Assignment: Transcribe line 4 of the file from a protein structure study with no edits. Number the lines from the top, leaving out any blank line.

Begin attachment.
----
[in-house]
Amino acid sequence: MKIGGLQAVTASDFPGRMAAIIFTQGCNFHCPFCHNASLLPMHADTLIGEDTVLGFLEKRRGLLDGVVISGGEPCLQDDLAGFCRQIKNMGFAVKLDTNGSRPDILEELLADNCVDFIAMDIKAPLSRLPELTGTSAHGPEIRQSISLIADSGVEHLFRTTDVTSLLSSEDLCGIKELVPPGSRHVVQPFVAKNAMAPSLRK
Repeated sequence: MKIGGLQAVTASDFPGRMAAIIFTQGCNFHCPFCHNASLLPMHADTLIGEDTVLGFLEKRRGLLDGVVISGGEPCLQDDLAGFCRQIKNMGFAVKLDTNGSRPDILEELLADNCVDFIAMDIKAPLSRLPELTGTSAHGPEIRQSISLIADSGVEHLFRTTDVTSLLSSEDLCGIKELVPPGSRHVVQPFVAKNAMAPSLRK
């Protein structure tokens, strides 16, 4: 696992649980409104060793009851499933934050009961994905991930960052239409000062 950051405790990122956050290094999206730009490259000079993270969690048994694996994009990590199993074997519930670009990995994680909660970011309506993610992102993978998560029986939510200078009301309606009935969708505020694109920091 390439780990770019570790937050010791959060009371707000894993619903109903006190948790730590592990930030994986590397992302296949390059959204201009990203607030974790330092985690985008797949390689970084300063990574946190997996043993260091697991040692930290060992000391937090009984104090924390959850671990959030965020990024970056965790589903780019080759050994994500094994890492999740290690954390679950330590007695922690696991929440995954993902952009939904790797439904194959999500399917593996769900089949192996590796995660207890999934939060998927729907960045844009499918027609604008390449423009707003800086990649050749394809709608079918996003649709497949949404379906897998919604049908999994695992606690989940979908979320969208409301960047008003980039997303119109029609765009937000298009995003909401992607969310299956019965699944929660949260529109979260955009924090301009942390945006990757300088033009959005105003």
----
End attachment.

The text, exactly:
């Protein structure tokens, strides 16, 4: 696992649980409104060793009851499933934050009961994905991930960052239409000062 950051405790990122956050290094999206730009490259000079993270969690048994694996994009990590199993074997519930670009990995994680909660970011309506993610992102993978998560029986939510200078009301309606009935969708505020694109920091 390439780990770019570790937050010791959060009371707000894993619903109903006190948790730590592990930030994986590397992302296949390059959204201009990203607030974790330092985690985008797949390689970084300063990574946190997996043993260091697991040692930290060992000391937090009984104090924390959850671990959030965020990024970056965790589903780019080759050994994500094994890492999740290690954390679950330590007695922690696991929440995954993902952009939904790797439904194959999500399917593996769900089949192996590796995660207890999934939060998927729907960045844009499918027609604008390449423009707003800086990649050749394809709608079918996003649709497949949404379906897998919604049908999994695992606690989940979908979320969208409301960047008003980039997303119109029609765009937000298009995003909401992607969310299956019965699944929660949260529109979260955009924090301009942390945006990757300088033009959005105003």